The data presented by the OfS in support of the narrative of grade inflation is misleading, the lack of transparency making it difficult to draw conclusions. Utilising statistical analysis, I have found significant correlations between the prevalence of specific demographic groups at institutions and increased rates of ‘grade inflation’. No-detriment policies and practice during COVID-19 significantly reduced the ethnicity awarding gap, though the picture is more complex when data is disaggregated
into specific ethnic groups. Universities should consider maintaining some of these principles post-COVID, to support students in their university journey.

The workshop will be run as a world café, with an initial presentation briefly summarising my research before delegates are split into groups to discuss the topics raised. Delegates will also have the opportunity to feedback their discussion, considering what methods can be implemented in universities to help tackle the awarding gap for certain groups.

Conference Stream: Demonstrating Responsible Practice and Personal Integrity

This session fits into the following conference stream: Demonstrating responsible practice and personal integrity and Engaging with the wider context

Learning Objectives:

– Delegates will be able to analyse the inequities embedded within the OfS model of grade inflation

– Delegates will consider what mitigations can be implemented within your own institution to support students from a diverse range of backgrounds to succeed in higher education.

– Delegates will evaluate the effects of no-detriment policies upon different demographic groups.

408: Let’s put staff belonging top of the agenda: creation of an action learning set scheme for professional staff in student experience and engagement roles (60 minute wild card)

David Gilani, Head of Student Engagement and Advocacy, Middlesex University, Siobhan Dumphy, Head of Student Engagement and Advocacy, Canterbury Christ Church University, Chris Whitehead, Communications Lead (Seamless Student Journey programme), University of Surrey

About the session:

Given the prevalence of discussions around student belonging within the sector in recent years, it’s easy to overlook the need that we all have as professional staff to feel a sense of belonging in our universities. Staff belonging can be a challenge for many different reasons. Some staff will be new to their institution, job role or higher education altogether and may not know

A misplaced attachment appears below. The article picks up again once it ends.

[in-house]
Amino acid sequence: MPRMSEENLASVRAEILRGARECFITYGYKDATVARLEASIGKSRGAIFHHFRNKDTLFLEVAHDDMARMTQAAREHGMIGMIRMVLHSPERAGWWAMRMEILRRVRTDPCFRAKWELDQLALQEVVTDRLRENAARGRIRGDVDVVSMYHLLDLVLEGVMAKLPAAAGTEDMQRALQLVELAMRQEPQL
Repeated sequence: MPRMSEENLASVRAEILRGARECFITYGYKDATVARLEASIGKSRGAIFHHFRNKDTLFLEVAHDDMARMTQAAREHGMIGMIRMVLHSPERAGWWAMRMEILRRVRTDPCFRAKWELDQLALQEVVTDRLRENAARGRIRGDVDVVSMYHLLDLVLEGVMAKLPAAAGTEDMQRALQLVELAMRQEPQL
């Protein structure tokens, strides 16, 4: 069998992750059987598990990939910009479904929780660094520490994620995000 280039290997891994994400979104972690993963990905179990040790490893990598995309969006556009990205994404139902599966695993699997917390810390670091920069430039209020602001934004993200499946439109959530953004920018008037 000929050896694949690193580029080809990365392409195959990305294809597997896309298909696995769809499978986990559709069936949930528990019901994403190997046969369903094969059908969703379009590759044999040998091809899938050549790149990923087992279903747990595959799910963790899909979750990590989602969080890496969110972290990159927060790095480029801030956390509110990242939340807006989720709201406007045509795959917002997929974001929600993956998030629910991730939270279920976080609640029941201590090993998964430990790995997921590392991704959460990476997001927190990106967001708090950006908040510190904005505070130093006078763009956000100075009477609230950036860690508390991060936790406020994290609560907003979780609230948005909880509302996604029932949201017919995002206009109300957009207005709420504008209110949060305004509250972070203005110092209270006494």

yet how they fit in. Other staff may be located in areas of their university which mean that they don’t really have a ‘team’ around them to connect with. Some more senior staff may be facing new challenges and no longer have peers at their level to share these issues with.

To address the importance of staff belonging and come together to counter staff isolation, the Student Experience and Engagement Special Interest Group is developing an action learning set scheme for anyone involved with the network. This session will act as the official in-person launch for the action learning sets – a practice commonly used in many professional
development programmes to bring together participants to help collectively problem solve and enhance connections.

This session itself will split into two halves. The beginning of this session will feature an introduction from the Special Interest Group team. This introduction will feature some insights into the literature around student and staff belonging and the connections between the two, as well as practicalities for how the action learning set scheme will run. The second half of the session will then be focused on initial conversations within action learning sets, so that delegates will get an opportunity to meet each other in person.

To ensure that we can make the best use of the time in this session, all delegates will be required to register for the session in advance, so that action learning sets can be established that take into account delegates institutions and areas of work.

The action learning set scheme will then continue beyond the AHEP Annual Conference. The Student Experience and Engagement SIG will provide resources to all action learning sets, to help encourage ongoing connection.

Conference Stream: Working together

This session fits into the following conference stream: Working Together

Learning Objectives:

– Delegates will gain a clear understanding of how belonging amongst staff is crucial for effective universities and for the wellbeing of each of us.

– Delegates will explore the purpose of an action learning set and the basic rules of engagement to make sure that all participants benefit.

– Delegates will establish who will be in their action learning set and how to engage with others in their set:

In addition to all of the above sessions that are more specifically related to our work in student experience related roles, you will find dozens of other conference sessions that relate to your professional development as staff members. We also know that student experience work does not exist in a vacuum; so, depending on your role, you may want to attend some of the sessions geared towards service design approaches, quality assurance and more.

We hope that you find the conference useful and come away with some great ideas to implement back at your own institutions.